Thus Spake Zarathustra

Front Cover
Courier Corporation, Jan 5, 1999 - Literary Collections - 270 pages
22 Reviews
A 19th-century literary masterpiece, tremendously influential in the arts and in philosophy, uses the Persian religious leader Zarathustra to voice the author’s views, including the introduction of the controversial doctrine of the ▄bermensch, or "superman," a term later perverted by Nazi propagandists. A passionate, quasi-biblical style is employed to inspire readers to become more than they have been and to transcend the limitations of conventional morality. A provocative work that remains a fixture of college reading lists.
 

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LibraryThing Review

User Review  - guhlitz - LibraryThing

Reminded me of the Koran. Short, Sweet and Authoritarian. Nietzsche being Nietzsche nonetheless, very difficult not to appreciate the satirical, nihilistic effect of the big metaphorical picture. Read full review

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User Review  - tungsten_peerts - LibraryThing

I can never make up my mind about Nietzsche. Is he a genius or a nitwit? Is he even, in the end, anything that can reasonably be called a "philosopher"? My personal answer to the first question is (as ... Read full review

Contents

ZARATHUSTRAS PROLOGUE
1
FIRST PART The Three Metamorphoses
13
The Academic Chairs of Virtue
14
Backworldsmen
16
The Despisers of the Body
19
Joys and Passions
20
The Pale Criminal
22
Reading and Writing
23
Redemption
93
Manly Prudence
97
The Stillest Hour
99
THIRD PART XLV The Wanderer
103
The Vision and the Enigma
106
Involuntary Bliss
110
Before Sunrise 12
112
The Bedwarfing Virtue
115

The Tree on the Hill
25
The Preachers of Death
27
War and Warriors
28
The New Idol
29
The Flies in the Marketplace
31
Chastity
34
The Friend
35
The Thousand and One Goals
36
NeighbourLove
38
The Way of the Creating One
39
Old and Young Women
41
The Bite of the Adder
43
Child and Marriage
44
Voluntary Death
46
The Bestowing Virtue
48
SECOND PART XXIII The Child with the Mirror
53
In the Happy Isles
55
The Pitiful
57
The Priests
59
The Virtuous
61
The Rabble
63
The Tarantulas
65
The Famous Wise Ones
68
The NightSong
70
The DanceSong
71
The GraveSong
73
SelfSurpassing
76
The Sublime Ones
78
The Land of Culture
80
Immaculate Perception
82
Scholars
84
Poets
86
Great Events
89
The Soothsayer
91
On the OliveMount
119
On Passingby
121
The Apostates
124
The Return Home
127
The Three Evil Things
130
The Spirit of Gravity
133
Old and New Tables
136
The Convalescent
152
The Great Longing
156
The Second Dance Song
159
The Seven Seals
162
FOURTH AND LAST PART LXI The Honey Sacrifice
166
The Cry of Distress
169
Talk with the Kings
172
The Leech
175
The Magician
177
Out of Service
183
The Ugliest Man
186
The Voluntary Beggar
190
The Shadow
193
Noontide
195
The Greeting
198
The Supper
202
The Higher Man
203
The Song of Melancholy
212
Science
215
Among Daughters of the Desert
218
The Awakening
222
The AssFestival
225
The Drunken Song
228
The Sign
234
Notes on Thus Spake Zarathustra by Anthony M Ludovici
237
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About the author (1999)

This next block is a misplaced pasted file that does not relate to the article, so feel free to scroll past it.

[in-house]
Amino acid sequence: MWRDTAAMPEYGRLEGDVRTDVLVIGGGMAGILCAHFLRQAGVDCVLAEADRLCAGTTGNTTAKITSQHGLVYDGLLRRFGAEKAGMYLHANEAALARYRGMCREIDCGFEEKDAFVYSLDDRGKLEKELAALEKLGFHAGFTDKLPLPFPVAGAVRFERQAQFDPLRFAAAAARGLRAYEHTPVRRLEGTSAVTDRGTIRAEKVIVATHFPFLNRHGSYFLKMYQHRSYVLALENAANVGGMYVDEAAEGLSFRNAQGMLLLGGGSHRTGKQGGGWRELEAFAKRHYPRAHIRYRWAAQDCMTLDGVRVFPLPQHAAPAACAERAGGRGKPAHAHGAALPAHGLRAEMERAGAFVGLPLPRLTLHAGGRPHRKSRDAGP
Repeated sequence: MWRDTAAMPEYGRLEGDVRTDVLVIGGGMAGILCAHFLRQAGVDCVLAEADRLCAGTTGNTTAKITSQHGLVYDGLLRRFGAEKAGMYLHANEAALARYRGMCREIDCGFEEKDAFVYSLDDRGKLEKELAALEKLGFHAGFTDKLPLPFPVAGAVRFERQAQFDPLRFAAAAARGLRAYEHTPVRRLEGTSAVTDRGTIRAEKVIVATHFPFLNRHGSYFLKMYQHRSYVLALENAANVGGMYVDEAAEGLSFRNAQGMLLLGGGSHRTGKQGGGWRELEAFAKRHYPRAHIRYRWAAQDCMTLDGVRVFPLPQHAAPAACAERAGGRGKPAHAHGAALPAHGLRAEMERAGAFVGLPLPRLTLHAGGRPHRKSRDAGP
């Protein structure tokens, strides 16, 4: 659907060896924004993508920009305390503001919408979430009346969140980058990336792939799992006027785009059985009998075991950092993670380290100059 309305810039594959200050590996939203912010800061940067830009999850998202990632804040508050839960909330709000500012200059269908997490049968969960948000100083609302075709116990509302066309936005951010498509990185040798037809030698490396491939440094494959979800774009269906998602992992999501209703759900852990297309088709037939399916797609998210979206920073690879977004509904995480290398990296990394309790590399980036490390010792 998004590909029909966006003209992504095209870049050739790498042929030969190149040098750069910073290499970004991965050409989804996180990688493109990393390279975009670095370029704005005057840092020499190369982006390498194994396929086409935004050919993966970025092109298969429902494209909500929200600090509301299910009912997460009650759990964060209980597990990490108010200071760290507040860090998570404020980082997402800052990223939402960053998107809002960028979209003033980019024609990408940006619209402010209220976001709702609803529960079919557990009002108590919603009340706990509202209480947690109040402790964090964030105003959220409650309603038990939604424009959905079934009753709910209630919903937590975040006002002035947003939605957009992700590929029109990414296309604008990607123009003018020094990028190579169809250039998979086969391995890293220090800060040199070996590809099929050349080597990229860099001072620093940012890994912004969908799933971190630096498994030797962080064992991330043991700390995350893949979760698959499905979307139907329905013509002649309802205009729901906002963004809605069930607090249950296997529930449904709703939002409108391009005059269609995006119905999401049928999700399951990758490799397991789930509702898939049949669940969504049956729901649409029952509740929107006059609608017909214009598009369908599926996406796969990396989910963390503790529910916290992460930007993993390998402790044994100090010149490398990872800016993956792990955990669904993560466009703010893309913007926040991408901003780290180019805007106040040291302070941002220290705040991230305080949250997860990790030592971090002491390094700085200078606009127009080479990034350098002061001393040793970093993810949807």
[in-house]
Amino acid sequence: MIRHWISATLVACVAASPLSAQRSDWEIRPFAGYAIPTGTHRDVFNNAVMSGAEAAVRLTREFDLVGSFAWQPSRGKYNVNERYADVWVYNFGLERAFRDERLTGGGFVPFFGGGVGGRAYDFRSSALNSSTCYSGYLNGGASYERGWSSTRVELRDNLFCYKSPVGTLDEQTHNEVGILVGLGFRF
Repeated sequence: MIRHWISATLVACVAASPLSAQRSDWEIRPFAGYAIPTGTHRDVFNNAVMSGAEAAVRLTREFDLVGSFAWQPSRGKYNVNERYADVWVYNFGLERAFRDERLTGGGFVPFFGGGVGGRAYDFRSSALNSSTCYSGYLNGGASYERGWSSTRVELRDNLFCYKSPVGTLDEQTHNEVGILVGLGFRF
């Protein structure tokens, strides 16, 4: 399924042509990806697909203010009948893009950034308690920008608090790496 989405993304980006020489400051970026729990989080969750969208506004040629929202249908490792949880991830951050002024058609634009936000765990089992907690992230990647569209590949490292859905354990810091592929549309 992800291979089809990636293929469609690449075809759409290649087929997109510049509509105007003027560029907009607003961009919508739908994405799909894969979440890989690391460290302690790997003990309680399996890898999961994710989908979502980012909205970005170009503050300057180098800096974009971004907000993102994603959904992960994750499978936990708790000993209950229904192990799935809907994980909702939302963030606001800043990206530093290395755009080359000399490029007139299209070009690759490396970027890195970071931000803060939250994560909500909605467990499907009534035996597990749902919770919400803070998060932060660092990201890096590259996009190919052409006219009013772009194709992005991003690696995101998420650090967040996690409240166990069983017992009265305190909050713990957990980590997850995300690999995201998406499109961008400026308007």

The son of a Lutheran pastor, Friedrich Wilhelm Nietzsche was born in 1844 in Roecken, Prussia, and studied classical philology at the Universities of Bonn and Leipzig. While at Leipzig he read the works of Schopenhauer, which greatly impressed him. He also became a disciple of the composer Richard Wagner. At the very early age of 25, Nietzsche was appointed professor at the University of Basel in Switzerland. In 1870, during the Franco-Prussian War, Nietzsche served in the medical corps of the Prussian army. While treating soldiers he contracted diphtheria and dysentery; he was never physically healthy afterward. Nietzsche's first book, The Birth of Tragedy Out of the Spirit of Music (1872), was a radical reinterpretation of Greek art and culture from a Schopenhaurian and Wagnerian standpoint. By 1874 Nietzsche had to retire from his university post for reasons of health. He was diagnosed at this time with a serious nervous disorder. He lived the next 15 years on his small university pension, dividing his time between Italy and Switzerland and writing constantly. He is best known for the works he produced after 1880, especially The Gay Science (1882), Thus Spake Zarathustra (1883-85), Beyond Good and Evil (1886), On the Genealogy of Morals (1887), The Antichrist (1888), and Twilight of the Idols (1888). In January 1889, Nietzsche suffered a sudden mental collapse; he lived the last 10 years of his life in a condition of insanity. After his death, his sister published many of his papers under the title The Will to Power. Nietzsche was a radical questioner who often wrote polemically with deliberate obscurity, intending to perplex, shock, and offend his readers. He attacked the entire metaphysical tradition in Western philosophy, especially Christianity and Christian morality, which he thought had reached its final and most decadent form in modern scientific humanism, with its ideals of liberalism and democracy. Nietzsche expounded a vitalistic metaphysics of the will to power, which he applied psychologically to undermine traditional conceptions of mind as well as moral, religious, and philosophical ideas. At the same time he attacked systematic thinking as a whole, maintaining the nihilistic view that there is no such thing as truth, but only an endless variety of equally false views of life held from variously interested perspectives. Although for a long time English-speaking academic philosophy tended to dismiss Nietzsche's philosophy as irresponsible (merely "literary"), it has become increasingly clear that his writings are among the deepest and most prescient sources we have for acquiring a philosophical understanding of the roots of twentieth-century culture.

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